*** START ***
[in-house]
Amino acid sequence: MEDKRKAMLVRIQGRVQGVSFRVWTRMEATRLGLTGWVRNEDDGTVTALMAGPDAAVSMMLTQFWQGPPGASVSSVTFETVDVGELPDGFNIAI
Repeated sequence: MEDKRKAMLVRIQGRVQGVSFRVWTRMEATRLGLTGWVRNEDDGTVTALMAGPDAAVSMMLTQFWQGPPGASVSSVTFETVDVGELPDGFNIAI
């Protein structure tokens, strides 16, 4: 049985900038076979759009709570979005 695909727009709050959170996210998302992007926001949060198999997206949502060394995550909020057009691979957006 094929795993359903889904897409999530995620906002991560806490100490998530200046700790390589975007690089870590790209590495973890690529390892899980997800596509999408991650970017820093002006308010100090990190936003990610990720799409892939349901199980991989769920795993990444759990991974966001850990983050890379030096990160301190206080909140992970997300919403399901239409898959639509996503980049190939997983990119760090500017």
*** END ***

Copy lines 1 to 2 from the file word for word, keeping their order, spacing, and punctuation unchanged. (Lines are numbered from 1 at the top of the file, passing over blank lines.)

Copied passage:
[in-house]
Amino acid sequence: MEDKRKAMLVRIQGRVQGVSFRVWTRMEATRLGLTGWVRNEDDGTVTALMAGPDAAVSMMLTQFWQGPPGASVSSVTFETVDVGELPDGFNIAI